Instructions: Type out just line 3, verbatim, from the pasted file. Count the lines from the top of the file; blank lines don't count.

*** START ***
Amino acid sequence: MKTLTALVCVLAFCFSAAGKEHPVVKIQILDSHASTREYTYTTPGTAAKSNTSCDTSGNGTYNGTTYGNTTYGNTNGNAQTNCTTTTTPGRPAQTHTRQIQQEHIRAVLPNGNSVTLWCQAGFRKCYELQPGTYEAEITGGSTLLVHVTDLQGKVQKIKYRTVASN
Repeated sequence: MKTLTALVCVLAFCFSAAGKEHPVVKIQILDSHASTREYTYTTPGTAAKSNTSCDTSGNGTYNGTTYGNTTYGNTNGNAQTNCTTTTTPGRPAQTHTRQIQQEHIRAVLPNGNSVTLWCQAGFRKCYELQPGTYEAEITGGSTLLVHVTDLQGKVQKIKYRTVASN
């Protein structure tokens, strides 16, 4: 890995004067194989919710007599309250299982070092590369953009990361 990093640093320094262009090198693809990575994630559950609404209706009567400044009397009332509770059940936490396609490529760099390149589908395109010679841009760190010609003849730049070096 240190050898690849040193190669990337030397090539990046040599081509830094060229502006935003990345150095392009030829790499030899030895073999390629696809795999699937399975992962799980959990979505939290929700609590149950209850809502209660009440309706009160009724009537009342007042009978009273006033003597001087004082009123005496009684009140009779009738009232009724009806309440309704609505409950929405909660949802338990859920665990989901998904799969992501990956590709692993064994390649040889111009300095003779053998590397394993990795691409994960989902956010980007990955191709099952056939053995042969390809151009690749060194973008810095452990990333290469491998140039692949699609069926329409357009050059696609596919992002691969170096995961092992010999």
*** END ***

């Protein structure tokens, strides 16, 4: 890995004067194989919710007599309250299982070092590369953009990361 990093640093320094262009090198693809990575994630559950609404209706009567400044009397009332509770059940936490396609490529760099390149589908395109010679841009760190010609003849730049070096 240190050898690849040193190669990337030397090539990046040599081509830094060229502006935003990345150095392009030829790499030899030895073999390629696809795999699937399975992962799980959990979505939290929700609590149950209850809502209660009440309706009160009724009537009342007042009978009273006033003597001087004082009123005496009684009140009779009738009232009724009806309440309704609505409950929405909660949802338990859920665990989901998904799969992501990956590709692993064994390649040889111009300095003779053998590397394993990795691409994960989902956010980007990955191709099952056939053995042969390809151009690749060194973008810095452990990333290469491998140039692949699609069926329409357009050059696609596919992002691969170096995961092992010999």